The game’s in the name! I love movies and television, and I always try to look for the good in everything while also respecting the amount of work that goes into creating a piece of content. After years of reviewing for the Cape Cod Chronicle, I decided to start my own self-published review website where I can continue to build my skills and experience as a critic while also chronicling my love and appreciation for new and older films alike.
“Star Wars: The Rise of Skywalker” Review: An Exciting, Yet Nonsensical, Saga Conclusion
When the first reviews for Star Wars: The Rise of Skywalker arrived, I was confused, but unsurprised, to find that they were largely negative. Allow me to explain.
The previous film in the franchise, The Last Jedi, was received very well by critics but utterly panned by the average audience. The Rise of Skywalker is the opposite — so far largely beloved by audiences, but disliked by critics. That’s where the confusion came from.
I wasn’t surprised because it seemed inevitable — the controversies that emerged from The Last Jedi almost guaranteed that The Rise of Skywalker would be doomed to be scrutinized far more than the previous installments of the saga had been. I decided to keep my expectations low and maintain a sense of objectivity, and just as I’d hoped, I was pleasantly surprised.
Dubbed as the final film in the ‘Skywalker Saga’ (spanning from 1977’s A New Hope to 2019’s Skywalker), the story features the return of major players such as Rey (Daisy Ridley), Finn (John Boyega) and Poe (Oscar Isaac), as well as fan favorites including C-3PO (Anthony Daniels) and Chewbacca (Joonas Suotamo).
At least Ian McDiarmid gave it his all.
One year after Luke Skywalker’s death in The Last Jedi, Rey is being trained as a Jedi by Luke’s sister Leia (still played by the late Carrie Fisher through the use of archival footage and body doubles). However, when Emperor Palpatine (Ian McDiarmid), a major villain from the original films, returns to unleash a massive fleet of destructive starships, Rey, Finn and Poe embark on a journey that brings them all around the galaxy in an attempt to stop the Emperor from unleashing a force with the ability to destroy entire planets (sound familiar?).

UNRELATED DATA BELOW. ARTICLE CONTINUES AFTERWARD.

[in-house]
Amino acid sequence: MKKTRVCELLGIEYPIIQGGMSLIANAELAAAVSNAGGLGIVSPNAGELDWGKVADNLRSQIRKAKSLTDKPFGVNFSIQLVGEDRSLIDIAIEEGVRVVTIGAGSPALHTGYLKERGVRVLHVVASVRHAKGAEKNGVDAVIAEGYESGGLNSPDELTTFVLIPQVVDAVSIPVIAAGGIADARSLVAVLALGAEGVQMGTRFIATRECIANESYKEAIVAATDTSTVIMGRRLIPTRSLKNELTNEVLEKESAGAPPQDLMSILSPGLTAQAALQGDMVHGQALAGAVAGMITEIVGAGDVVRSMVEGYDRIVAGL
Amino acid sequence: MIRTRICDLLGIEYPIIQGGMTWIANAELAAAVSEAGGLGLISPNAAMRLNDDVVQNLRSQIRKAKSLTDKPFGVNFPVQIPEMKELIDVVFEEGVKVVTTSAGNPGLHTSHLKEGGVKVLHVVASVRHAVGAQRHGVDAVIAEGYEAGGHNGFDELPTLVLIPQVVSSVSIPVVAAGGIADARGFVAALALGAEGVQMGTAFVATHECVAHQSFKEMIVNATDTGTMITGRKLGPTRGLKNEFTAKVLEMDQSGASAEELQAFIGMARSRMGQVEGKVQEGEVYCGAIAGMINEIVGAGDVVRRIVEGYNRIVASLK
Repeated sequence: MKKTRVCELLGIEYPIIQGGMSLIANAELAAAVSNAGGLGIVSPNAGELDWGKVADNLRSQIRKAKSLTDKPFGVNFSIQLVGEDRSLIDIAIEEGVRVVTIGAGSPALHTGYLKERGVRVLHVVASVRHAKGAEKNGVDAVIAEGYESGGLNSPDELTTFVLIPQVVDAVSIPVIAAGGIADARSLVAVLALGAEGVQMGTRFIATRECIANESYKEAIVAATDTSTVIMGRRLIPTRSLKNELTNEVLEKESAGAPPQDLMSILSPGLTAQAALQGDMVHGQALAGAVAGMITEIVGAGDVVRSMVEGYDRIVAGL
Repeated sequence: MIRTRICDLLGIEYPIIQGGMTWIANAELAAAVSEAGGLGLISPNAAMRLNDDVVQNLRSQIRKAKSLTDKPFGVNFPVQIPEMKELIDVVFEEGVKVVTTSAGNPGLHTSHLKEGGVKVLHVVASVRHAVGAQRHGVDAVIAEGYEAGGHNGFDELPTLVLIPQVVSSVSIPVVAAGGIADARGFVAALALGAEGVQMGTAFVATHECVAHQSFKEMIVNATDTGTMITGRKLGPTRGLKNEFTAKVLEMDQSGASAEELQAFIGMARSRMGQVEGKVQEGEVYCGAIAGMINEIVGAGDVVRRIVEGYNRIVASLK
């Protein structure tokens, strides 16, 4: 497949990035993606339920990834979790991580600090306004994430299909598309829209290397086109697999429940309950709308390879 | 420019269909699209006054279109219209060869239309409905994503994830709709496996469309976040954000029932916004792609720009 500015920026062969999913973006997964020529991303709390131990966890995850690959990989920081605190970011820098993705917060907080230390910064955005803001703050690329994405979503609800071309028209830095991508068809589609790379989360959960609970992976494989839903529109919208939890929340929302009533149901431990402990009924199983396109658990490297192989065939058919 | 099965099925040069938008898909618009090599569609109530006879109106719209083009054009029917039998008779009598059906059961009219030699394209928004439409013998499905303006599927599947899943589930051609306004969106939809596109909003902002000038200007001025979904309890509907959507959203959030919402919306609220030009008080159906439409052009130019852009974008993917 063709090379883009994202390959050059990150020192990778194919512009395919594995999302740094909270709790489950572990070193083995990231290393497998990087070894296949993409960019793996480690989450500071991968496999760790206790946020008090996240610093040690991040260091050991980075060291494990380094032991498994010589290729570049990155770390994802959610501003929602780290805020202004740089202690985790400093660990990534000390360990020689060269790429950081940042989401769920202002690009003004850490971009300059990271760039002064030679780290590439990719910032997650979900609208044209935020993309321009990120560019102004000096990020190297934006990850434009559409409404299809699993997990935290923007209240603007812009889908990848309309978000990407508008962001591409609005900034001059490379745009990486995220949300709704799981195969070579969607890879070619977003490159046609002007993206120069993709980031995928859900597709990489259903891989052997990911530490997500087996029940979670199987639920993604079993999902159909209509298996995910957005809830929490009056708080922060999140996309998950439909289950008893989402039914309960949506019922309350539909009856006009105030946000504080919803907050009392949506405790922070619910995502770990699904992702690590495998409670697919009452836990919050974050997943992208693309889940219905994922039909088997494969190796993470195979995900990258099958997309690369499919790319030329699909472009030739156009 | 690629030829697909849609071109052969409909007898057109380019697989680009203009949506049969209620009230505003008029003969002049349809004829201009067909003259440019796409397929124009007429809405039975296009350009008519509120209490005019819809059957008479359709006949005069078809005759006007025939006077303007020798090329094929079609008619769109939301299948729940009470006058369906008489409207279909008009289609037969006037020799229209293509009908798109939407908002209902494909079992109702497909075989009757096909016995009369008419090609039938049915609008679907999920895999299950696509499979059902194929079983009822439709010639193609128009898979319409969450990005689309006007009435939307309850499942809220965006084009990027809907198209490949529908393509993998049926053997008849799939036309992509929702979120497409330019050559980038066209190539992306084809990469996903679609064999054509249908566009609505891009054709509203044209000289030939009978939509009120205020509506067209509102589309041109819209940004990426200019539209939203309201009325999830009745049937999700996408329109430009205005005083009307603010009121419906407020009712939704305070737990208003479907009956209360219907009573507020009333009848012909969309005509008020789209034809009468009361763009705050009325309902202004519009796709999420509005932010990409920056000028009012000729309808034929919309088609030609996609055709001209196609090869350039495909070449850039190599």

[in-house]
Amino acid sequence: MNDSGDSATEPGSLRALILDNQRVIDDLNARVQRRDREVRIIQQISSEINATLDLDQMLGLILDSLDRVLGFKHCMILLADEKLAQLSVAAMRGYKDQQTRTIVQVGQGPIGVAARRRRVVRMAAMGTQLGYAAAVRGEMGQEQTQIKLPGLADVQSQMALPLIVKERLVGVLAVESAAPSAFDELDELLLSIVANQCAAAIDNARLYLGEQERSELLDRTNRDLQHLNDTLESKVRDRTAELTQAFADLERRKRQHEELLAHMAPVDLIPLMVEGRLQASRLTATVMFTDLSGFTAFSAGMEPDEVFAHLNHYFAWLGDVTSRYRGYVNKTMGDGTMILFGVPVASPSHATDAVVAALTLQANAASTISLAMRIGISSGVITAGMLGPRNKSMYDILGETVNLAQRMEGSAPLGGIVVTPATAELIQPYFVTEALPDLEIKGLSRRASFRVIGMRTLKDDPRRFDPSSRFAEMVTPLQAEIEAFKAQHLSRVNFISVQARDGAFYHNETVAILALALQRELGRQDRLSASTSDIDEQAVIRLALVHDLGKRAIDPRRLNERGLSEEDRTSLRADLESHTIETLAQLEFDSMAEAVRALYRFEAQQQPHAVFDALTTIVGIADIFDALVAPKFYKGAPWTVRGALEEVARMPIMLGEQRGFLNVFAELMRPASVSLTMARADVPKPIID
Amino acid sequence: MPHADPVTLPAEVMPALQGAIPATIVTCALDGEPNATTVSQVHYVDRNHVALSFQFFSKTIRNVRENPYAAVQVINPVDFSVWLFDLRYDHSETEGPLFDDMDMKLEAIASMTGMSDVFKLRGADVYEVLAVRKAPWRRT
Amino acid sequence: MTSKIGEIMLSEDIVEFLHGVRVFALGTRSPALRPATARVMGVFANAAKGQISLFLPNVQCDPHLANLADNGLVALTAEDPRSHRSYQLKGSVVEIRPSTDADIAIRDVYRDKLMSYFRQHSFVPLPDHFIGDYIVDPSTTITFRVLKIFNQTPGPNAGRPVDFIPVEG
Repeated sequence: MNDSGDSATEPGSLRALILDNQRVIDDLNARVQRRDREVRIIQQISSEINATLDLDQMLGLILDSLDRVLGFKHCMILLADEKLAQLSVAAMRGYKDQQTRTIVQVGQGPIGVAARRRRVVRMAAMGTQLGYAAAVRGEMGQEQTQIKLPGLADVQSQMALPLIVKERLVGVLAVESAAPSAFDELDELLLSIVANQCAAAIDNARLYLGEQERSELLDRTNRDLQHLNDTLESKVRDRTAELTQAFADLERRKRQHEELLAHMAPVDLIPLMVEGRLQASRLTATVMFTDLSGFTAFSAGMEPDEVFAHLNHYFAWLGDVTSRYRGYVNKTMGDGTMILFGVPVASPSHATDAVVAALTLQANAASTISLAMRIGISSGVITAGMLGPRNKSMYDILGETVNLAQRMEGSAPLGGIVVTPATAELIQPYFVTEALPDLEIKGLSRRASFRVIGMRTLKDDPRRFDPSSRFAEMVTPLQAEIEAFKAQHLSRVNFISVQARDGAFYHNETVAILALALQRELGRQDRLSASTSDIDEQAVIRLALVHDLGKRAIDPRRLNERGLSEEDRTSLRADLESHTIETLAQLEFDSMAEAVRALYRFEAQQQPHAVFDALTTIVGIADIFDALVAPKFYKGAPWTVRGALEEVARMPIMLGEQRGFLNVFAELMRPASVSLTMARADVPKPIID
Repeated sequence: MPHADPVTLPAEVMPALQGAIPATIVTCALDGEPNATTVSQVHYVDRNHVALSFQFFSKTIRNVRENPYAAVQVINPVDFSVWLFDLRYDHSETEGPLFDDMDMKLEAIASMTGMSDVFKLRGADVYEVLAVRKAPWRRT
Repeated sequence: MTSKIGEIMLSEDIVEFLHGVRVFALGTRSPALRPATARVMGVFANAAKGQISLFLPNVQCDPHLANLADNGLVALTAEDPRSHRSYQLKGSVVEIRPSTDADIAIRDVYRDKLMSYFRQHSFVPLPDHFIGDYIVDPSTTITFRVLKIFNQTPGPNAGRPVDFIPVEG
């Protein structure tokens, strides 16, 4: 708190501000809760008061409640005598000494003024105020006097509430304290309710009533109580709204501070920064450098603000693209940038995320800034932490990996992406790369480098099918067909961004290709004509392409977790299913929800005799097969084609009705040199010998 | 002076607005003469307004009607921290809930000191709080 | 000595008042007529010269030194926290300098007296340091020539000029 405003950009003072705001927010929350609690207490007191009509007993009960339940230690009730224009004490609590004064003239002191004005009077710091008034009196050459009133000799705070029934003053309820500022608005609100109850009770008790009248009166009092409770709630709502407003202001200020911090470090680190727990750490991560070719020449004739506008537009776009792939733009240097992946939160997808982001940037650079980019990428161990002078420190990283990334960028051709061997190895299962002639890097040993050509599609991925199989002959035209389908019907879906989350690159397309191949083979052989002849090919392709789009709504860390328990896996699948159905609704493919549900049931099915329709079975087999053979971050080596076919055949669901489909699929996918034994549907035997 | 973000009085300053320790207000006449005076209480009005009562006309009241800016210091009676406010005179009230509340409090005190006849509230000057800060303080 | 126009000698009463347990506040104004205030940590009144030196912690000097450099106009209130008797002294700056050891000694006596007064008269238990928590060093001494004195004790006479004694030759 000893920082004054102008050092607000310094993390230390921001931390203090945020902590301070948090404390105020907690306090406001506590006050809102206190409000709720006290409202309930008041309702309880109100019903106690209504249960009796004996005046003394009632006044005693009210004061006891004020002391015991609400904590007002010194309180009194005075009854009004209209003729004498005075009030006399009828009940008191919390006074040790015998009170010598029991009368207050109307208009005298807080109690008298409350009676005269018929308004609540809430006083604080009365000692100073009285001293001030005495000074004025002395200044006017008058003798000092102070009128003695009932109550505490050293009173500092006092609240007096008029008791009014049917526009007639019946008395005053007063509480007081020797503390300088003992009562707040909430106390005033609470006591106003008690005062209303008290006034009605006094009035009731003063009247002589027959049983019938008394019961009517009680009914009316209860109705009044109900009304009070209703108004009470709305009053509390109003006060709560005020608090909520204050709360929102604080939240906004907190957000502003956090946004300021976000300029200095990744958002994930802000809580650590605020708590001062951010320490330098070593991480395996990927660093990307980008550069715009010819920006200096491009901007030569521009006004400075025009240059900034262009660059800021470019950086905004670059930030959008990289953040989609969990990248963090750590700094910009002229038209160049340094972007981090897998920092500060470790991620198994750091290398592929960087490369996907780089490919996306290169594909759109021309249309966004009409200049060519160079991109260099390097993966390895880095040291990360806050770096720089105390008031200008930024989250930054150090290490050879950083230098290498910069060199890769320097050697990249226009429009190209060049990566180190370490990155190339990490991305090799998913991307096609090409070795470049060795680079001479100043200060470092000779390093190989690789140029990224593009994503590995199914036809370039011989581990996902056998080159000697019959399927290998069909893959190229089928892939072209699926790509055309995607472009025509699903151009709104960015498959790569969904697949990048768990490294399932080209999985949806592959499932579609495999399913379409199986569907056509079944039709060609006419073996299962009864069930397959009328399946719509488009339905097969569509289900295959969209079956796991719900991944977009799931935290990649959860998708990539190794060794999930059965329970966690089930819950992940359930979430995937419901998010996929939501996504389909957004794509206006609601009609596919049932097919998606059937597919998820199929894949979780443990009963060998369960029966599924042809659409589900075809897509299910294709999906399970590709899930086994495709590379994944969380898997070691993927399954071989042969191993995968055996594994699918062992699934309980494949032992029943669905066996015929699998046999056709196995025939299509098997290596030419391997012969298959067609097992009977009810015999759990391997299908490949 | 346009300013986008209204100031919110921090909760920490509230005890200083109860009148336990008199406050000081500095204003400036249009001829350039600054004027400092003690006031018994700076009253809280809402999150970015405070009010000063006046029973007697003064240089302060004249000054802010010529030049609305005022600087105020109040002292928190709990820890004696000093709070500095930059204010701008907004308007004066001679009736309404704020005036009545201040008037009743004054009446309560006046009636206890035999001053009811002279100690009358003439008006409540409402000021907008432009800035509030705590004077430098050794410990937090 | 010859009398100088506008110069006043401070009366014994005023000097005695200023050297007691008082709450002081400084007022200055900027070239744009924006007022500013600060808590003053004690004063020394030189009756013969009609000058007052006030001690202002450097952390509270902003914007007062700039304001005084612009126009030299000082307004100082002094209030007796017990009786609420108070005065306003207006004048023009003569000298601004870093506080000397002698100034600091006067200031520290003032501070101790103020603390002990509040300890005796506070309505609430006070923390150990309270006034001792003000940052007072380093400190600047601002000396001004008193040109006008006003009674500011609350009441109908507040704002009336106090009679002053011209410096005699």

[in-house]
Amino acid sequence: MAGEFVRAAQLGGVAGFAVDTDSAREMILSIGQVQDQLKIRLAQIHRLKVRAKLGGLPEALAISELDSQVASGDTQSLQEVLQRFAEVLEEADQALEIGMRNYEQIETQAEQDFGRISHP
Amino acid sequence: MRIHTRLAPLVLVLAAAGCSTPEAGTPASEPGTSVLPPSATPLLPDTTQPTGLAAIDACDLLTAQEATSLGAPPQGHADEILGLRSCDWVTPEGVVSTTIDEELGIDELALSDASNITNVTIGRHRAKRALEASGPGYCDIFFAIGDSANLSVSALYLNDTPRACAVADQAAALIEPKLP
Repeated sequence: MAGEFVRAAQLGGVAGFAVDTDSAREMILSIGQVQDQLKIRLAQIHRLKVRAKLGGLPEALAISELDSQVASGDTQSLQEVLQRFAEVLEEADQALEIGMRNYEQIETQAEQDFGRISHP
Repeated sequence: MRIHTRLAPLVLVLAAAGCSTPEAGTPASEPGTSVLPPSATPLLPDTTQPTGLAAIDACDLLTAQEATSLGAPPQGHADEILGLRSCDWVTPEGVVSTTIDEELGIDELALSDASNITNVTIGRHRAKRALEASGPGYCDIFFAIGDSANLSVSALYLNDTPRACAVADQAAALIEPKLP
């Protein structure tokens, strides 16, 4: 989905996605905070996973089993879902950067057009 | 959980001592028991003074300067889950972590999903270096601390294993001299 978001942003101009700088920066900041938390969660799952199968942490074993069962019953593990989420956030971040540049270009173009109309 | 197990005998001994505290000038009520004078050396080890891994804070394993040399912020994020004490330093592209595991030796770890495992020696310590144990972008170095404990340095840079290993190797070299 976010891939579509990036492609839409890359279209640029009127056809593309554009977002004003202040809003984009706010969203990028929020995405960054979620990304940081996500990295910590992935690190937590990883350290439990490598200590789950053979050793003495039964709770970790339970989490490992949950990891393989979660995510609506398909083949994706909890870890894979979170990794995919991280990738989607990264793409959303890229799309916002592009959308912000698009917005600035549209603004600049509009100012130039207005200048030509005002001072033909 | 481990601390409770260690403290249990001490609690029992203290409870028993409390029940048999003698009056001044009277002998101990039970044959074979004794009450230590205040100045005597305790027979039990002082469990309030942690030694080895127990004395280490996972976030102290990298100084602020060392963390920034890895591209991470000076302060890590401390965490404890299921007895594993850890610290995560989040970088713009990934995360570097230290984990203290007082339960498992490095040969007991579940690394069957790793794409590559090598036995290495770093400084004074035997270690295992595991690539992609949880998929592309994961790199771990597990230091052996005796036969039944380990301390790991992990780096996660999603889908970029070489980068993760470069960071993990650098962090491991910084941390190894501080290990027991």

One of the film’s strongest elements is that it feels very much like the original series (1977-1983) in terms of tone, pacing and structure. It’s fitting, seeing as The Rise of Skywalker is the conclusion of the story started over forty years ago, and it plays upon the viewer’s expectations (or lack thereof) with layers of surprises, cameos, and fan-pleasing moments alike. The mix of action and character development is a good balance, and there were moments when I teared up. When this film brings the emotion, it brings it big time.
The film is chock-full of stunning cinematography.
Some of the film’s runtime is frustratingly spent retconning and fixing the “mistakes” of The Last Jedi, which is not only distractingly obvious, but also disappointing to those who actually enjoyed The Last Jedi. Namely, me.
Despite that, in the end, Star Wars: The Rise of Skywalker is crowd-pleasing fun (if you’re willing to look past several easily-fixable plot holes), with enough spaceship dogfights and lightsaber battles to satisfy action fans, and solidly-build character moments and fan service to appeal to franchise aficionados. There may be some plot holes and it may not be the most thought-provoking conclusion to the beloved series, but at its core, the film’s devotion to its fans and its desire to give them what they want to see is what ultimately redeems it. [Grade: B-]
May the 4th be with you!
Director: JJ Abrams
Writers: JJ Abrams and Chris Terrio
Starring: Daisy Ridley, John Boyega, Oscar Isaac, Adam Driver, Anthony Daniels
Rated: PG-13 for sci-fi violence and action Available: Disney+
Fun Fact: The quicksand is made out of thirty tons of black beans, shipping to Jordan for specific use in filming the scene.